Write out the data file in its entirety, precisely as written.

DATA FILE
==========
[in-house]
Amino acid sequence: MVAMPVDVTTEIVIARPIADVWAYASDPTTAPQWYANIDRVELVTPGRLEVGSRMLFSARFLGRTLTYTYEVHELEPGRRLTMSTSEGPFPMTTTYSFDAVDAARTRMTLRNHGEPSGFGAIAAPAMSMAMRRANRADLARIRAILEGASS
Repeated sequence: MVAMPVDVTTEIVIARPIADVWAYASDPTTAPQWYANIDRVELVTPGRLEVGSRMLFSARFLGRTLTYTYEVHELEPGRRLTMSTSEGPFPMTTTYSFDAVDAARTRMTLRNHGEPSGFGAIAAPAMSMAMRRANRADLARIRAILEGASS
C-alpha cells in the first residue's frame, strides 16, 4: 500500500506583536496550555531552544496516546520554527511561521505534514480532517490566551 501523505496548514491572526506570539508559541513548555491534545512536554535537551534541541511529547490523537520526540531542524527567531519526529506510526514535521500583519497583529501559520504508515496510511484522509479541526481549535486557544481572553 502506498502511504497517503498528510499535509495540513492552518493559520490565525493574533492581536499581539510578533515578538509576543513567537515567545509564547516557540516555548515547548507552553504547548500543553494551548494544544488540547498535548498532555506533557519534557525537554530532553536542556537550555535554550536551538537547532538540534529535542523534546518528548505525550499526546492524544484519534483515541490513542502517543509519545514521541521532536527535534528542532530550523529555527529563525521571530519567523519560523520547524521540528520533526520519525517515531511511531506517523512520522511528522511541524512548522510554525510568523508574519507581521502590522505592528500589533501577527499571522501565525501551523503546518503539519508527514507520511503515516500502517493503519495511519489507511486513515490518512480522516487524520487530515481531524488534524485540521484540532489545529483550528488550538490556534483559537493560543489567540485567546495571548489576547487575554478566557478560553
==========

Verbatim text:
[in-house]
Amino acid sequence: MVAMPVDVTTEIVIARPIADVWAYASDPTTAPQWYANIDRVELVTPGRLEVGSRMLFSARFLGRTLTYTYEVHELEPGRRLTMSTSEGPFPMTTTYSFDAVDAARTRMTLRNHGEPSGFGAIAAPAMSMAMRRANRADLARIRAILEGASS
Repeated sequence: MVAMPVDVTTEIVIARPIADVWAYASDPTTAPQWYANIDRVELVTPGRLEVGSRMLFSARFLGRTLTYTYEVHELEPGRRLTMSTSEGPFPMTTTYSFDAVDAARTRMTLRNHGEPSGFGAIAAPAMSMAMRRANRADLARIRAILEGASS
C-alpha cells in the first residue's frame, strides 16, 4: 500500500506583536496550555531552544496516546520554527511561521505534514480532517490566551 501523505496548514491572526506570539508559541513548555491534545512536554535537551534541541511529547490523537520526540531542524527567531519526529506510526514535521500583519497583529501559520504508515496510511484522509479541526481549535486557544481572553 502506498502511504497517503498528510499535509495540513492552518493559520490565525493574533492581536499581539510578533515578538509576543513567537515567545509564547516557540516555548515547548507552553504547548500543553494551548494544544488540547498535548498532555506533557519534557525537554530532553536542556537550555535554550536551538537547532538540534529535542523534546518528548505525550499526546492524544484519534483515541490513542502517543509519545514521541521532536527535534528542532530550523529555527529563525521571530519567523519560523520547524521540528520533526520519525517515531511511531506517523512520522511528522511541524512548522510554525510568523508574519507581521502590522505592528500589533501577527499571522501565525501551523503546518503539519508527514507520511503515516500502517493503519495511519489507511486513515490518512480522516487524520487530515481531524488534524485540521484540532489545529483550528488550538490556534483559537493560543489567540485567546495571548489576547487575554478566557478560553